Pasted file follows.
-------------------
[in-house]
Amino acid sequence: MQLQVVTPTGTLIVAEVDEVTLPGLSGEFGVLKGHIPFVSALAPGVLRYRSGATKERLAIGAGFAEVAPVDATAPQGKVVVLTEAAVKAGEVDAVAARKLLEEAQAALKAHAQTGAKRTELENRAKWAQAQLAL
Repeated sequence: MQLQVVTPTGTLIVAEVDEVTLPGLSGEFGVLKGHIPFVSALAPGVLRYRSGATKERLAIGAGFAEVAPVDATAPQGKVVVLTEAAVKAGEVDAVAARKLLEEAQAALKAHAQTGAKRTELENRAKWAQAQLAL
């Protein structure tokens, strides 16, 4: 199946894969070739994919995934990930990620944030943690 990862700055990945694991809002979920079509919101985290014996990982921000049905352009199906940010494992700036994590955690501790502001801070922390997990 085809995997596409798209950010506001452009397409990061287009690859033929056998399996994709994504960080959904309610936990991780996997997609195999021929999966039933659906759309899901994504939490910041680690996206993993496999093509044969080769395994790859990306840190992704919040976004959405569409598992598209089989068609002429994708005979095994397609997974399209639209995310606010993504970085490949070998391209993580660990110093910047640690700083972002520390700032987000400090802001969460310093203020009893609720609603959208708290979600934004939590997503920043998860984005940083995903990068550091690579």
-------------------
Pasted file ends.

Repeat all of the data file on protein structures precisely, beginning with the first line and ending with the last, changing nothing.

[in-house]
Amino acid sequence: MQLQVVTPTGTLIVAEVDEVTLPGLSGEFGVLKGHIPFVSALAPGVLRYRSGATKERLAIGAGFAEVAPVDATAPQGKVVVLTEAAVKAGEVDAVAARKLLEEAQAALKAHAQTGAKRTELENRAKWAQAQLAL
Repeated sequence: MQLQVVTPTGTLIVAEVDEVTLPGLSGEFGVLKGHIPFVSALAPGVLRYRSGATKERLAIGAGFAEVAPVDATAPQGKVVVLTEAAVKAGEVDAVAARKLLEEAQAALKAHAQTGAKRTELENRAKWAQAQLAL
């Protein structure tokens, strides 16, 4: 199946894969070739994919995934990930990620944030943690 990862700055990945694991809002979920079509919101985290014996990982921000049905352009199906940010494992700036994590955690501790502001801070922390997990 085809995997596409798209950010506001452009397409990061287009690859033929056998399996994709994504960080959904309610936990991780996997997609195999021929999966039933659906759309899901994504939490910041680690996206993993496999093509044969080769395994790859990306840190992704919040976004959405569409598992598209089989068609002429994708005979095994397609997974399209639209995310606010993504970085490949070998391209993580660990110093910047640690700083972002520390700032987000400090802001969460310093203020009893609720609603959208708290979600934004939590997503920043998860984005940083995903990068550091690579």